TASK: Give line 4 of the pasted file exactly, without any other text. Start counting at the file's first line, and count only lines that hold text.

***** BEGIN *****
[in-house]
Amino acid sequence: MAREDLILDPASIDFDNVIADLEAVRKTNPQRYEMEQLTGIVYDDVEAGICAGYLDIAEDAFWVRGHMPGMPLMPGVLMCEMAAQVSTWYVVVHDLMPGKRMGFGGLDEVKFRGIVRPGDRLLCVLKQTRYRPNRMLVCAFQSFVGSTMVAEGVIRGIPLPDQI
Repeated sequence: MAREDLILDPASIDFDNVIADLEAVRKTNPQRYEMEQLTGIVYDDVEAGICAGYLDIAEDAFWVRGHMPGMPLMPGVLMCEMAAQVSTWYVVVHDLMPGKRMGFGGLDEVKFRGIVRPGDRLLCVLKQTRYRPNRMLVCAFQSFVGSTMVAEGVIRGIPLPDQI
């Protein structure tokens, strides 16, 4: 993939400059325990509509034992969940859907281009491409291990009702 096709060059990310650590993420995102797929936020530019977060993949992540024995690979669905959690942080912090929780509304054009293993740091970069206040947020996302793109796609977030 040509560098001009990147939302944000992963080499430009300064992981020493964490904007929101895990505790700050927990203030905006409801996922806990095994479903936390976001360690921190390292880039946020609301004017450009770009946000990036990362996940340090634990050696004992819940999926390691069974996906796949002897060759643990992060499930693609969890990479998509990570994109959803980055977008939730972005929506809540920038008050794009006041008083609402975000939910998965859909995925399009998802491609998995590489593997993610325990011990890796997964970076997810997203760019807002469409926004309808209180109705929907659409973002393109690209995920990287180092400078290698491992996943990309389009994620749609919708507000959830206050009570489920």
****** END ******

């Protein structure tokens, strides 16, 4: 993939400059325990509509034992969940859907281009491409291990009702 096709060059990310650590993420995102797929936020530019977060993949992540024995690979669905959690942080912090929780509304054009293993740091970069206040947020996302793109796609977030 040509560098001009990147939302944000992963080499430009300064992981020493964490904007929101895990505790700050927990203030905006409801996922806990095994479903936390976001360690921190390292880039946020609301004017450009770009946000990036990362996940340090634990050696004992819940999926390691069974996906796949002897060759643990992060499930693609969890990479998509990570994109959803980055977008939730972005929506809540920038008050794009006041008083609402975000939910998965859909995925399009998802491609998995590489593997993610325990011990890796997964970076997810997203760019807002469409926004309808209180109705929907659409973002393109690209995920990287180092400078290698491992996943990309389009994620749609919708507000959830206050009570489920």